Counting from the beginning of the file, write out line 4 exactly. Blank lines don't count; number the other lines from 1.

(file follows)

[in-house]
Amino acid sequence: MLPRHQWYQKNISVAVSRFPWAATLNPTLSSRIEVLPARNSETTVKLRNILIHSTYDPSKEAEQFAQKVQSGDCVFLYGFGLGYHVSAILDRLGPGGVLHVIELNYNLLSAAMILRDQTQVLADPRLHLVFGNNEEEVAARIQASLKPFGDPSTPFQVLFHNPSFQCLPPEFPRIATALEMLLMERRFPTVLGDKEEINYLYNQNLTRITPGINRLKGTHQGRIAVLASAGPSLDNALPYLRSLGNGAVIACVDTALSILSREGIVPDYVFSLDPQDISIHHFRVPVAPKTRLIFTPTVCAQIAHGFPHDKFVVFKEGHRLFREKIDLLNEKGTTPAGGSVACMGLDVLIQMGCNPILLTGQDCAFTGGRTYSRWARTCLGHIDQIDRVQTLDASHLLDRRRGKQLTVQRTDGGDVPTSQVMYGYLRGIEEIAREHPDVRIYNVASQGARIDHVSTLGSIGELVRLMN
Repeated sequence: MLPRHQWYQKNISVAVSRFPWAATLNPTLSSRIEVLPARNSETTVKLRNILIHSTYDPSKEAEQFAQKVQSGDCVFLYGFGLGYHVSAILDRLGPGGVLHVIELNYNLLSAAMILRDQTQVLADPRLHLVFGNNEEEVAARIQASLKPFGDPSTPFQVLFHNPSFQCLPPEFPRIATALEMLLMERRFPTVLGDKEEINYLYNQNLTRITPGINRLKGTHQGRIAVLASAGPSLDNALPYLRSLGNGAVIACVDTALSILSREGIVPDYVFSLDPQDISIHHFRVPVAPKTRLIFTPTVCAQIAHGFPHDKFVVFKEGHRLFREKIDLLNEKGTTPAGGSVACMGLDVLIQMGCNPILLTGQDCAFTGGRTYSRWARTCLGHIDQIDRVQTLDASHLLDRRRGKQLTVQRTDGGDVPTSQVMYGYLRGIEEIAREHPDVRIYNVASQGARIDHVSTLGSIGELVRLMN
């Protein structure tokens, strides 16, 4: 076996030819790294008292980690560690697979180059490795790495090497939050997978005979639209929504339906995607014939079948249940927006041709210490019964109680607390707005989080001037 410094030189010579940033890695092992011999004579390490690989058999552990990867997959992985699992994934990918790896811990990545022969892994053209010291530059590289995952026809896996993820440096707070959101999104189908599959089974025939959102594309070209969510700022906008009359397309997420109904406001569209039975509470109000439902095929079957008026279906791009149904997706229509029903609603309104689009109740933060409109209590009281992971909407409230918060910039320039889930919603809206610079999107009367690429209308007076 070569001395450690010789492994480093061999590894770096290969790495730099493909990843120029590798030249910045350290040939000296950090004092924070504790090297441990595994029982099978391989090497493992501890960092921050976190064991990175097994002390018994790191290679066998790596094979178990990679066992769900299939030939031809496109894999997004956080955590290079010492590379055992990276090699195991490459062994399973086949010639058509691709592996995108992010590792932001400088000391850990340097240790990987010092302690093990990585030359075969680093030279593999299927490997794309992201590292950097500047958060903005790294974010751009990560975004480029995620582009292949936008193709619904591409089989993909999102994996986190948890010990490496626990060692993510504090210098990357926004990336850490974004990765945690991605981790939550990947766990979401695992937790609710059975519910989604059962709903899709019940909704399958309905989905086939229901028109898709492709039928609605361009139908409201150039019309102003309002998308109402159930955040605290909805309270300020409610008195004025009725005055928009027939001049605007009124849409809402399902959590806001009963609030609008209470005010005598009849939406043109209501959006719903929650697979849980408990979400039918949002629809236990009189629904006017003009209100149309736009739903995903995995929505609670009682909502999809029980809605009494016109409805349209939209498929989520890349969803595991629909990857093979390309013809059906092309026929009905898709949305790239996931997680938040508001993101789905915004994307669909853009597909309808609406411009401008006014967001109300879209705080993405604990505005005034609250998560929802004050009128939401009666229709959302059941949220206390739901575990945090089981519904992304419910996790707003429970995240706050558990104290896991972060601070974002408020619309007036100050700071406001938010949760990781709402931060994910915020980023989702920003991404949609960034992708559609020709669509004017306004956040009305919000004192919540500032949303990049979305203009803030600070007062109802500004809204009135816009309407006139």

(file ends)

């Protein structure tokens, strides 16, 4: 076996030819790294008292980690560690697979180059490795790495090497939050997978005979639209929504339906995607014939079948249940927006041709210490019964109680607390707005989080001037 410094030189010579940033890695092992011999004579390490690989058999552990990867997959992985699992994934990918790896811990990545022969892994053209010291530059590289995952026809896996993820440096707070959101999104189908599959089974025939959102594309070209969510700022906008009359397309997420109904406001569209039975509470109000439902095929079957008026279906791009149904997706229509029903609603309104689009109740933060409109209590009281992971909407409230918060910039320039889930919603809206610079999107009367690429209308007076 070569001395450690010789492994480093061999590894770096290969790495730099493909990843120029590798030249910045350290040939000296950090004092924070504790090297441990595994029982099978391989090497493992501890960092921050976190064991990175097994002390018994790191290679066998790596094979178990990679066992769900299939030939031809496109894999997004956080955590290079010492590379055992990276090699195991490459062994399973086949010639058509691709592996995108992010590792932001400088000391850990340097240790990987010092302690093990990585030359075969680093030279593999299927490997794309992201590292950097500047958060903005790294974010751009990560975004480029995620582009292949936008193709619904591409089989993909999102994996986190948890010990490496626990060692993510504090210098990357926004990336850490974004990765945690991605981790939550990947766990979401695992937790609710059975519910989604059962709903899709019940909704399958309905989905086939229901028109898709492709039928609605361009139908409201150039019309102003309002998308109402159930955040605290909805309270300020409610008195004025009725005055928009027939001049605007009124849409809402399902959590806001009963609030609008209470005010005598009849939406043109209501959006719903929650697979849980408990979400039918949002629809236990009189629904006017003009209100149309736009739903995903995995929505609670009682909502999809029980809605009494016109409805349209939209498929989520890349969803595991629909990857093979390309013809059906092309026929009905898709949305790239996931997680938040508001993101789905915004994307669909853009597909309808609406411009401008006014967001109300879209705080993405604990505005005034609250998560929802004050009128939401009666229709959302059941949220206390739901575990945090089981519904992304419910996790707003429970995240706050558990104290896991972060601070974002408020619309007036100050700071406001938010949760990781709402931060994910915020980023989702920003991404949609960034992708559609020709669509004017306004956040009305919000004192919540500032949303990049979305203009803030600070007062109802500004809204009135816009309407006139």